Any Olympic athlete knows that one setback can sabotage their chances at winning gold. After all, no amount of skill or training can get a runner caught up after they’ve taken a fall. By no fault of their own, Oregon’s families have been playing catch-up to cover rising costs, and the finish line isn’t getting any easier to reach.
The Status of Oregon’s Families and Children: 2016 County Data Book released by Children First for Oregon finds that many households in our state haven’t caught up since 2008. Despite a recent boost, the typical Oregon family earned less in 2015 than in 2008 while common family expenses have continued to rise. Oregonians, and Oregon children in particular, were more likely to be poor in 2015 than they were in 2008.
From 2008 to 2015, Oregon’s median family income fell 6.9 percent. Over the same time period, the median rent in Oregon increased 7.7 percent, the cost of child care jumped 17.5 percent, and the average cost of in-state tuition at Oregon’s public universities increased 31 percent, all after adjusting for inflation. When common family expenses outpace family incomes, the buck gets passed to children.
The report highlights alarming poverty rates. Children were more likely to be poor in 2015 than they were in 2008. Although down from a peak in 2011, about one out of every five Oregon children were poor in 2015. Poverty rates were higher in Oregon’s rural counties and within many communities of color. In Malheur County, for example, nearly 40 percent of the children were in poverty. Across the state, about a third of all Latino and Native American children, and nearly half of all Black and Pacific Islander children, lived in poverty. This data shows that we need to address the root causes of poverty and racial injustice so that all families in Oregon can cover basic expenses, save for the future, and build assets.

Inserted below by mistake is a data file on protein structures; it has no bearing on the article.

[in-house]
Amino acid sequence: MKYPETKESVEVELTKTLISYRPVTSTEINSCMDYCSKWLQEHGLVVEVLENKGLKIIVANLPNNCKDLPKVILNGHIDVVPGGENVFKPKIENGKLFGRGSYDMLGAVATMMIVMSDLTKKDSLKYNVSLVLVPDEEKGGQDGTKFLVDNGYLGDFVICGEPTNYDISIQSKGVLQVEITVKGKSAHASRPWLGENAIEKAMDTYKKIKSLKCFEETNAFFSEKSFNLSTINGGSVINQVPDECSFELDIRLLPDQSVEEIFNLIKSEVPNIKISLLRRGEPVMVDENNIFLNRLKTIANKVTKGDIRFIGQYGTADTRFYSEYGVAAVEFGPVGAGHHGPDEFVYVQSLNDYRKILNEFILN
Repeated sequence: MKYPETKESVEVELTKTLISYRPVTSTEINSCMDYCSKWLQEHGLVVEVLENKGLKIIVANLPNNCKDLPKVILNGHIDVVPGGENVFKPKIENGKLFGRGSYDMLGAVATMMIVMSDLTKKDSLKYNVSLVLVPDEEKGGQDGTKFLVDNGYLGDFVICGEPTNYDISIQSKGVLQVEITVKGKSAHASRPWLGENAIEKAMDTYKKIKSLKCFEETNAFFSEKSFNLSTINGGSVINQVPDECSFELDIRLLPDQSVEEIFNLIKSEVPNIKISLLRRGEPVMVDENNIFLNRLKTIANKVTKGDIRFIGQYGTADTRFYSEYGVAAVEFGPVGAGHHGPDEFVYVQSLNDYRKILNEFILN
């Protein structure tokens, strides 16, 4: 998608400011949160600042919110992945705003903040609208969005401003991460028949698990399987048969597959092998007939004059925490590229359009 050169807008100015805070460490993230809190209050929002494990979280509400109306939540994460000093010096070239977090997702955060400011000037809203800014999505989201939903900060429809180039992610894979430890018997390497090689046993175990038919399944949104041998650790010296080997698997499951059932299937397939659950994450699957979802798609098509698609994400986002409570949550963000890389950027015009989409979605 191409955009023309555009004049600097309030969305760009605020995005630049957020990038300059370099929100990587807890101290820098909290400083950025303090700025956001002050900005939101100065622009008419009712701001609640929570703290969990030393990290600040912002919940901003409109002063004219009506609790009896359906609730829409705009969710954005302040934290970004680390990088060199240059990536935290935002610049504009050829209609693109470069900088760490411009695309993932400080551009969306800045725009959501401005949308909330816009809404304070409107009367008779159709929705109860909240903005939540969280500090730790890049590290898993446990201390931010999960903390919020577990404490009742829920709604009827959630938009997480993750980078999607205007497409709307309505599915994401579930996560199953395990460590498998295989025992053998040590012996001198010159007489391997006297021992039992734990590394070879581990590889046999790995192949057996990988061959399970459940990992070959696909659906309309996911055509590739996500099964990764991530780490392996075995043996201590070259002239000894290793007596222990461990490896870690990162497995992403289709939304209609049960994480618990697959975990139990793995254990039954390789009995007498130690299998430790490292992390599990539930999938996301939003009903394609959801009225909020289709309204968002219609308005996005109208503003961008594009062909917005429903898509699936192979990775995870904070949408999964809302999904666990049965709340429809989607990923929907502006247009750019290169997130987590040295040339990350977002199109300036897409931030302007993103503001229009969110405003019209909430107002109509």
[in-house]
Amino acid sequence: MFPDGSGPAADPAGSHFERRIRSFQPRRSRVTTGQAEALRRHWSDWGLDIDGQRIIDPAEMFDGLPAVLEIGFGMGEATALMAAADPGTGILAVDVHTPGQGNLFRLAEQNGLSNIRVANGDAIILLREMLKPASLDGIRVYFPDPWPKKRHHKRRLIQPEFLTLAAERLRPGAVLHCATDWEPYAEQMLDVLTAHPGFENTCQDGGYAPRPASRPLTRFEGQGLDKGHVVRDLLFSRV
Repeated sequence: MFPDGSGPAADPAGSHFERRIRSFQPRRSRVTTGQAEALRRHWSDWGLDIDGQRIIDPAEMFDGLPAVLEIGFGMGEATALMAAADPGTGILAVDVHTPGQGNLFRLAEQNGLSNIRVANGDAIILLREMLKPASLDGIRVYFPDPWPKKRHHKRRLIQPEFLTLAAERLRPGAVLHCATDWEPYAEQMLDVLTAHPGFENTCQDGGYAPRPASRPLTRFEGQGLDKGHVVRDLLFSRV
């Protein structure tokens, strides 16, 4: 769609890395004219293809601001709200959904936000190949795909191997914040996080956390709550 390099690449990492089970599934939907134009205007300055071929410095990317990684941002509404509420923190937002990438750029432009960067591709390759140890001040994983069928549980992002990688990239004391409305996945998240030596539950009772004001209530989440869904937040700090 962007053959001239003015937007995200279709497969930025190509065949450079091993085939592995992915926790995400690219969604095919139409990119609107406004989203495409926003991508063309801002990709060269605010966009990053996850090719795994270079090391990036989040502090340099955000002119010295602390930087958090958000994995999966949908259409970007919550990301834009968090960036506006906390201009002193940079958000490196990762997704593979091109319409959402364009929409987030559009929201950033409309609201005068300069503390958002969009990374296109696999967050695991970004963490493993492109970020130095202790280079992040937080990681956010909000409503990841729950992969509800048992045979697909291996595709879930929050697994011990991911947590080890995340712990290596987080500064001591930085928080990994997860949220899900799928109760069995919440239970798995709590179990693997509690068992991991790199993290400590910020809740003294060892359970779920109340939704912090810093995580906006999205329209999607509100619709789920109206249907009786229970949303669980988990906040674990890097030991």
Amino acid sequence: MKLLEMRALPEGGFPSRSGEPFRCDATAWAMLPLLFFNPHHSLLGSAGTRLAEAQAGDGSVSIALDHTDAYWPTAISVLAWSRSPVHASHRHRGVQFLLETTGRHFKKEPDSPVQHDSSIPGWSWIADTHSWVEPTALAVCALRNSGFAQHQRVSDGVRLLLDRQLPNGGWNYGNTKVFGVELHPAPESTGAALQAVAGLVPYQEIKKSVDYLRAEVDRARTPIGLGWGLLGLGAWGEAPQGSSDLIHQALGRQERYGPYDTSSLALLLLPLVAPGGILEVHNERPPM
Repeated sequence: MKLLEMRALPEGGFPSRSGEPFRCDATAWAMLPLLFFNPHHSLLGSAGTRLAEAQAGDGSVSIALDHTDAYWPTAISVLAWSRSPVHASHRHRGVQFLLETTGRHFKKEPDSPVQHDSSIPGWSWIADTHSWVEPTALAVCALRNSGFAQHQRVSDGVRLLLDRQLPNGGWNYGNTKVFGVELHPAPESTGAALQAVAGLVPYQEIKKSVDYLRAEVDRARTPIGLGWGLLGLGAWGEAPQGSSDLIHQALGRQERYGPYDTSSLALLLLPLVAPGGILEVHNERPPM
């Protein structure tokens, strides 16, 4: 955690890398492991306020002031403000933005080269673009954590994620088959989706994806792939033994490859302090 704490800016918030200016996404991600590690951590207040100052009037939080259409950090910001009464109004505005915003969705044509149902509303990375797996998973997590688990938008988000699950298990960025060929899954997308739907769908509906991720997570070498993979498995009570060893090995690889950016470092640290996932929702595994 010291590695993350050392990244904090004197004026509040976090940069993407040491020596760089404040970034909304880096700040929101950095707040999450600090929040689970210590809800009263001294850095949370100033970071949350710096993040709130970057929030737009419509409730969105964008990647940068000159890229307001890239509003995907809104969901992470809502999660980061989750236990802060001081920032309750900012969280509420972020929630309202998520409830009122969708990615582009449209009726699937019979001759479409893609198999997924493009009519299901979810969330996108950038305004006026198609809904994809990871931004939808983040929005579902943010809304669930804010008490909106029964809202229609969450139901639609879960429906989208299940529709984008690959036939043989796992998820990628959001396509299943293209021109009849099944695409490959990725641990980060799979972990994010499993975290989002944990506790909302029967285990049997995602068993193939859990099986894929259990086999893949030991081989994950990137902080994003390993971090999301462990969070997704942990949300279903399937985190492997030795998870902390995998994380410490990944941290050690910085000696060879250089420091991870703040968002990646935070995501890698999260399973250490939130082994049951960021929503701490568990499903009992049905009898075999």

Poverty, in particular during early childhood, can have a lasting impact on child well-being. Research has shown that experiencing poverty as a child, especially prolonged poverty, hinders a child’s cognitive development. And since a child’s development in her first few years of life lays the groundwork for future health and development, experiencing poverty is a significant setback for children that continues to have a negative impact well into adulthood.
Prioritizing policies, programs, and investments in making housing, child care, and education more affordable can help boost financial security for families, providing much-needed reprieve for families stuck in a cycle of playing catch-up. For example, Oregon has made progress when it comes to ensuring that more Oregonians have health insurance. Since 2009, Oregon, along with the federal government, expanded access to public health insurance. As a result, fewer Oregon adults and children lacked health insurance in 2015. Public safety net programs make a difference, and have been shown to reduce the rate of child poverty by nearly two-thirds.
Our children and families shouldn’t be relegated to a lifetime of playing catch-up. Real change is needed to help them across the finish line and have a fair shot at financial victory. Sign up for United for Kids today and help make meaningful change for children and families in Oregon.